Turaida Castle, Latvia

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Turaida Castle, Latvia

Red brick towers peek out of the forest to climb their way towards the heavens. Turaida Castle, a little-known medieval fortress erected in the early 12th century, is a Latvian national treasure, to the degree that when the castle was left to be reclaimed by Mother Nature, the Latvians pumped finances into saving it. A Teutonic castle made of red brick much like Poland’s immense Zamek Malbork, the crumbling Teutonic Turon Castle in central Poland or even Lithuania’s island fortress Trakai, Turaida Castle itself seems as if it was pulled out of a magical storybook and nestled into the forgotten woods of the Gauja River Valley deep within Latvia. Reached either by winding backroads or by a combination of foot and cable car through the quiet Latvian forest, the castle is set in one of Latvia’s most incredible backdrops. Turaida Castle was the home of the lovely Rose of Turaida, a love story with a not-so-happy ending. While the castle itself evokes thoughts of knights and princesses and dragons, a hike through the surrounding valley with the enchanted castle looming in the distance is one memory you will never forget.


More Amazing and Beautiful Castles in Eastern Europe
  1. Malbork Castle, Poland
  2. Trakai Castle, Lithuania
  3. Krimulda Castle, Latvia
  4. Royal Palace, Warsaw, Poland
  5. Turon Castle, Poland
  6. Vajahunyad Castle, Budapest, Hungary
  7. Warsaw Barbican, Poland

 

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Krimulda Castle, Latvia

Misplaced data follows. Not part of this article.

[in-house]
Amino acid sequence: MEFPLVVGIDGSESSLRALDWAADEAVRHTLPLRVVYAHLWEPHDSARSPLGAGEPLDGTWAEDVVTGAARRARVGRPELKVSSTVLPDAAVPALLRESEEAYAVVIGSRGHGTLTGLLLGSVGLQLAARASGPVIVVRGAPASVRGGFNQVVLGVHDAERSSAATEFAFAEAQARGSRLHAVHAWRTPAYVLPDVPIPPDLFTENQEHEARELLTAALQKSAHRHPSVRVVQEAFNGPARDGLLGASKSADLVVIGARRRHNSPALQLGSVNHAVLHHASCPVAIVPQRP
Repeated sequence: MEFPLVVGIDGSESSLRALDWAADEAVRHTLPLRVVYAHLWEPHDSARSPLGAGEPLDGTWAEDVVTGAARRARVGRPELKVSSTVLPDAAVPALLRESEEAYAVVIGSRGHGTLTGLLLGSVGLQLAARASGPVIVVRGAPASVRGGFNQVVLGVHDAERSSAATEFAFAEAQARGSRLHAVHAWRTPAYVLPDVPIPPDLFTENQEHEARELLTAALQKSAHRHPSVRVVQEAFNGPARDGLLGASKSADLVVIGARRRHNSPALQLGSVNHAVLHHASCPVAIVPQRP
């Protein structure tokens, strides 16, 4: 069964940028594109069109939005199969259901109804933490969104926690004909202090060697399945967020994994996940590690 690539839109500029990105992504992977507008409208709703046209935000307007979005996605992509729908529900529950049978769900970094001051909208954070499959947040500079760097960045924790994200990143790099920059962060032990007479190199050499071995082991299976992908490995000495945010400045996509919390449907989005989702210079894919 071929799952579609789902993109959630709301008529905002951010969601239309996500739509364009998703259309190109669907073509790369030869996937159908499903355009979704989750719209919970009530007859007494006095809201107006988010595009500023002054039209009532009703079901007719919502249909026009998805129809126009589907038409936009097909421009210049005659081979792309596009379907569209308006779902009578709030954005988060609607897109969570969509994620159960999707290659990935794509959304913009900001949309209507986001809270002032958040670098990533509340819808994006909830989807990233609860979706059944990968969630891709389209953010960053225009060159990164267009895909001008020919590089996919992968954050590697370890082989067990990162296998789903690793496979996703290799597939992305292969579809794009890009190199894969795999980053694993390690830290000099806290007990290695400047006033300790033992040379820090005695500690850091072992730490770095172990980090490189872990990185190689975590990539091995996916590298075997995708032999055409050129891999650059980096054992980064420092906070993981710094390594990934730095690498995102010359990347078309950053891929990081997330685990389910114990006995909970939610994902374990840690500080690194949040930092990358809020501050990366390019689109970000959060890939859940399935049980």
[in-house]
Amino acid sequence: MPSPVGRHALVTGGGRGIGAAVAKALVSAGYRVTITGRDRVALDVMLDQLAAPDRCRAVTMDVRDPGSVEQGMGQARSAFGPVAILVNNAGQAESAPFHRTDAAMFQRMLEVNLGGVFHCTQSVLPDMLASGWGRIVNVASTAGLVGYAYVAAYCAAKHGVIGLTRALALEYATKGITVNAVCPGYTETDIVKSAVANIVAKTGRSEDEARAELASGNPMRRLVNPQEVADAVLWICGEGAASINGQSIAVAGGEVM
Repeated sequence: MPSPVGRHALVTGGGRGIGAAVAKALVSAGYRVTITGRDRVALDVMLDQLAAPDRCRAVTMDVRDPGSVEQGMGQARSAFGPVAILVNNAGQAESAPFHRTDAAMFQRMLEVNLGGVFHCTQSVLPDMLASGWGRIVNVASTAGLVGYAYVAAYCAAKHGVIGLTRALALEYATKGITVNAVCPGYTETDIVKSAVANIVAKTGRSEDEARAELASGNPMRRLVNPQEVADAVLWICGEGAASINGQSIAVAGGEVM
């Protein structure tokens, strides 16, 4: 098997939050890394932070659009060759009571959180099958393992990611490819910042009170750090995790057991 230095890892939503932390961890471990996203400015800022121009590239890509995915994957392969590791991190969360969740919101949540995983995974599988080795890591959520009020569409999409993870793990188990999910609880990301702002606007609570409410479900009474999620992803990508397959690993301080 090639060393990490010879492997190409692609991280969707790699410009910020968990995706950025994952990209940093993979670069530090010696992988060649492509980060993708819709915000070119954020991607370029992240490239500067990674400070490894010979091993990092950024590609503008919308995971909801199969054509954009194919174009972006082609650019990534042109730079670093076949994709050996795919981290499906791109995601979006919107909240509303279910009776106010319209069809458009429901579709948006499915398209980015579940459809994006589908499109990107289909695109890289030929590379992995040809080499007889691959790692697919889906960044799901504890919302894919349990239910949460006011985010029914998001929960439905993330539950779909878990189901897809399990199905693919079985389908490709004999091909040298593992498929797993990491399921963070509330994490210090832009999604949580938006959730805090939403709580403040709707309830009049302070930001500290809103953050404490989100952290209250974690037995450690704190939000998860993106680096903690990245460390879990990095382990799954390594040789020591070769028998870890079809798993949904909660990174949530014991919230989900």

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Ruins in Krimulda, Latvia

Ruins always hold a certain charm–reminders to us that even the best eventually crumble and nothing lasts forever. And yet–they are romantic too, inspirations for artists and poets, writers and songwriters. And the more remote and less well-known they are, the more charm they seem to percolate. To reach the ruins of Krimulda Castle from the train station in Sigulda, one must first cross the desolate yet beautifully scenic Gauja Valley–in a cable car! Step into this adorable little yellow car, and spend the next twenty minutes dangling over the gorge, eyes glued to the window as the turrets of Turaida Castle rise above the treetops. As you land on the right bank, delve back into the solitary Latvian woods via a quiet hiking trail at the edge of the ruins. The odd way of reaching this remote place you never even knew was there–such as the Krimulda ruins–only makes it that much more…amazing. Built in the 14th century by Prince Liven, the castle of Krimulda was constructed on the right bank of the Gauja River Gorge. At the time, the gorge marked the frontier between the lands controlled by the Archbishop of Riga (including Krimulda and Turaida), and the Order of the Brethren Sword (what a name!), where Sigulda is currently located. The first year of the 17th century, during the Polish-Swedish war, the Swedes took control of the castle…so, rather than lose control of it, the Poles burned the castle to the ground, leaving it to become the ruins we see today. What a life people lived back then.

Malbork Castle, Poland

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Malbork Castle, Poland